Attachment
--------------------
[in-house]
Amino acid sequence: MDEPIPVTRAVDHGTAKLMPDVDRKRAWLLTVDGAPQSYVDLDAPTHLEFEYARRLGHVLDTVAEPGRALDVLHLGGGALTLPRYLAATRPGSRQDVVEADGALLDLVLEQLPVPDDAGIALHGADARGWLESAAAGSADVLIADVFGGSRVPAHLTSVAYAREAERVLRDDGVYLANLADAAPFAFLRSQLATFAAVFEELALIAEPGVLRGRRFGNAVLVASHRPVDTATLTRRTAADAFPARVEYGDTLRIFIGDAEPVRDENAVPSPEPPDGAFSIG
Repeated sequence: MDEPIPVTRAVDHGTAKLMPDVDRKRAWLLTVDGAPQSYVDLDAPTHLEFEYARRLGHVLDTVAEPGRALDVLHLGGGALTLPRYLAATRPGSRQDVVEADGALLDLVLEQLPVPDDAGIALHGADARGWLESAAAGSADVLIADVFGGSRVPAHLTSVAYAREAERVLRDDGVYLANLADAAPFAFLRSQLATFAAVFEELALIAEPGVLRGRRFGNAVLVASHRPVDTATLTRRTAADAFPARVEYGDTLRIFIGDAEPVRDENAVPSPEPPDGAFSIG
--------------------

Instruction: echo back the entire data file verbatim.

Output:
[in-house]
Amino acid sequence: MDEPIPVTRAVDHGTAKLMPDVDRKRAWLLTVDGAPQSYVDLDAPTHLEFEYARRLGHVLDTVAEPGRALDVLHLGGGALTLPRYLAATRPGSRQDVVEADGALLDLVLEQLPVPDDAGIALHGADARGWLESAAAGSADVLIADVFGGSRVPAHLTSVAYAREAERVLRDDGVYLANLADAAPFAFLRSQLATFAAVFEELALIAEPGVLRGRRFGNAVLVASHRPVDTATLTRRTAADAFPARVEYGDTLRIFIGDAEPVRDENAVPSPEPPDGAFSIG
Repeated sequence: MDEPIPVTRAVDHGTAKLMPDVDRKRAWLLTVDGAPQSYVDLDAPTHLEFEYARRLGHVLDTVAEPGRALDVLHLGGGALTLPRYLAATRPGSRQDVVEADGALLDLVLEQLPVPDDAGIALHGADARGWLESAAAGSADVLIADVFGGSRVPAHLTSVAYAREAERVLRDDGVYLANLADAAPFAFLRSQLATFAAVFEELALIAEPGVLRGRRFGNAVLVASHRPVDTATLTRRTAADAFPARVEYGDTLRIFIGDAEPVRDENAVPSPEPPDGAFSIG